Johann Jakob Balmer
See also: Balmer
In 1885, Ångström identified four lines in the visible spectrum of the Hydrogène, located at wavelengths of 656,3 Nm, 486,1 Nm, 434,0 Nm and 410,2 Nm. Balmer establishes empirically that these four wavelengths (which constitute the Série of Balmer), could be expressed by a formula, known as formula of Balmer:
where N is an entirety strictly higher than 2 and RH ≡ 4G = 109677,6 cm-1 (Constante of Rydberg). This formula was then generalized by Ritz and was checked in experiments by the discovery of new lines envisaged by the formula of Ritz :
où p is an entirety (index of the series) and n>p (index of the line).
It is also said that any number of wave of a line of the spectrum of the hydrogen atom puts in the form of a difference of two spectral terms , since one can rewrite (2) in the form ( principle of combination of Ritz ).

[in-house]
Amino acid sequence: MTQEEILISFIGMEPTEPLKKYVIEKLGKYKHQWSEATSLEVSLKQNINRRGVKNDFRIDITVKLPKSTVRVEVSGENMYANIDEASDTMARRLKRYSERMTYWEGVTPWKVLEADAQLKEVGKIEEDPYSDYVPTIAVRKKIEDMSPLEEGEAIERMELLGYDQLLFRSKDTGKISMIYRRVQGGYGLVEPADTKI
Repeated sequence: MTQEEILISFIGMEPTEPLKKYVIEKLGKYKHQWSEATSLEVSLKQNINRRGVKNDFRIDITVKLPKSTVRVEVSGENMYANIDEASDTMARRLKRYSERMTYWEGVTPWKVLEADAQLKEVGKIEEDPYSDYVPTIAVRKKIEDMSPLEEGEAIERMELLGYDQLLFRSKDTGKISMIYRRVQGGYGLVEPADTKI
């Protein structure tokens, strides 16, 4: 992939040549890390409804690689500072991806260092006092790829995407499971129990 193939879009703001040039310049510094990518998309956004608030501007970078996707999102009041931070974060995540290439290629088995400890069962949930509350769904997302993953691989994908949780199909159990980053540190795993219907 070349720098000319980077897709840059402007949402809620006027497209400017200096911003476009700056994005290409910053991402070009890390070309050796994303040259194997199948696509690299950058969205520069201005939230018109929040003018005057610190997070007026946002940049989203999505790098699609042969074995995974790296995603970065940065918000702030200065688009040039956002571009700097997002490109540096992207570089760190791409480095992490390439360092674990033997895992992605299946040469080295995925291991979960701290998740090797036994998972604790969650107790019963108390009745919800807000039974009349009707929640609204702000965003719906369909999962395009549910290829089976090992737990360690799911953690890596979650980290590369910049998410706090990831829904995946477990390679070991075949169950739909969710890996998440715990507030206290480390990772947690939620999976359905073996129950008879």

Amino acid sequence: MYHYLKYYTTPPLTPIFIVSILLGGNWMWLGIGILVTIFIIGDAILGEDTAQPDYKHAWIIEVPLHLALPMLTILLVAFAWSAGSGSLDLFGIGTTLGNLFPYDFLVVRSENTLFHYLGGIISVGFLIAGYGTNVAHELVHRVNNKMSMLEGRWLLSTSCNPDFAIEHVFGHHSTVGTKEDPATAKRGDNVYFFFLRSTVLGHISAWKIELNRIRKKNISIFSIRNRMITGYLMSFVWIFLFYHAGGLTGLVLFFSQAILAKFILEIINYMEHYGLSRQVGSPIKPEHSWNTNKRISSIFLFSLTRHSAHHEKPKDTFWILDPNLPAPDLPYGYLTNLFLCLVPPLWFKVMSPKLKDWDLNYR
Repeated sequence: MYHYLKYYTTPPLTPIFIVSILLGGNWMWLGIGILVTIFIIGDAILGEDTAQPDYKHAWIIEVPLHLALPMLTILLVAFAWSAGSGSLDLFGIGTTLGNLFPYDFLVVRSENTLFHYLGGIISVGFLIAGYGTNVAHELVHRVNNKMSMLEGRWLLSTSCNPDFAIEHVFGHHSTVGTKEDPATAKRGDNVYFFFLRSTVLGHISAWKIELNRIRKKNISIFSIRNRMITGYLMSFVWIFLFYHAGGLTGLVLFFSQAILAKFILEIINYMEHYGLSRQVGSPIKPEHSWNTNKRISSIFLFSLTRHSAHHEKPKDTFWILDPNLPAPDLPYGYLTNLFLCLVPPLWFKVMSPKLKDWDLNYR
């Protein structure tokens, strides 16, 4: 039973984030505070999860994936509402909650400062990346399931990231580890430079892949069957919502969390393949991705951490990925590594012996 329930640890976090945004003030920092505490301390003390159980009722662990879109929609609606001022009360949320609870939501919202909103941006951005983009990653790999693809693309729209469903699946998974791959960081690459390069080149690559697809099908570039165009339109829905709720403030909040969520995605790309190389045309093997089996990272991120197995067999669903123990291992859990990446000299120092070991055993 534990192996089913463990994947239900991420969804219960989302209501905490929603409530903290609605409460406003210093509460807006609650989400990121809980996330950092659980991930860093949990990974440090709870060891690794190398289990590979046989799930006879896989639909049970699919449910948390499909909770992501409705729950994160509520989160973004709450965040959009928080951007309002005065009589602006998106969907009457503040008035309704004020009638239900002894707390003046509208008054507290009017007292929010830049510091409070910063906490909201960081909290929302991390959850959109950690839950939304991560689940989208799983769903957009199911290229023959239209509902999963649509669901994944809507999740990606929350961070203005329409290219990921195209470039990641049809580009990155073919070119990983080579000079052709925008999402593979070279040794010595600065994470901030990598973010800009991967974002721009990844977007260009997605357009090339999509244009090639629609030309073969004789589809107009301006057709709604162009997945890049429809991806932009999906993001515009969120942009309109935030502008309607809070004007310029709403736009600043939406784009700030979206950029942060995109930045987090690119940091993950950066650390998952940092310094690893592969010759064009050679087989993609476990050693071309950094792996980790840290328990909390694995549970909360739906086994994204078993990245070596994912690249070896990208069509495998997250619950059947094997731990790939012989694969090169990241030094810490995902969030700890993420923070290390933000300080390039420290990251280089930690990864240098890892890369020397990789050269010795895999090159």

The series of Balmer corresponds to N = 2 . Other series were then highlighted: Series of Lyman in 1916 ( N = 1 ), of Paschen in 1908 ( N = 3 ), of Brackett ( N = 4 ), of Pfund ( N = 5 ).
One obtains formulas analog for the ions known as hydrogénoïdes , i.e. with only one electron, like He+ , with a value different from the constant of Rydberg.
Il is the same in a certain measurement for the spectrum of the alkaline (which have only one electron on their external layer), on the condition of modifying the second term in with p<1 (" correction of Rydberg").
The empirical description of regularities in the spectra of emission line (or absorption) of the atoms was a great discovery, the beginning of an new approach of the Spectroscopie, but especially one of the premises of the Quantum physics.
ReferencesHerzberg, Atomic will spectra and atomic structure , Dover, 1944 (republished since).
Atkins, Physical chemistry , 5th edition, Freeman, and Co., New York, 1994, chap. 13.
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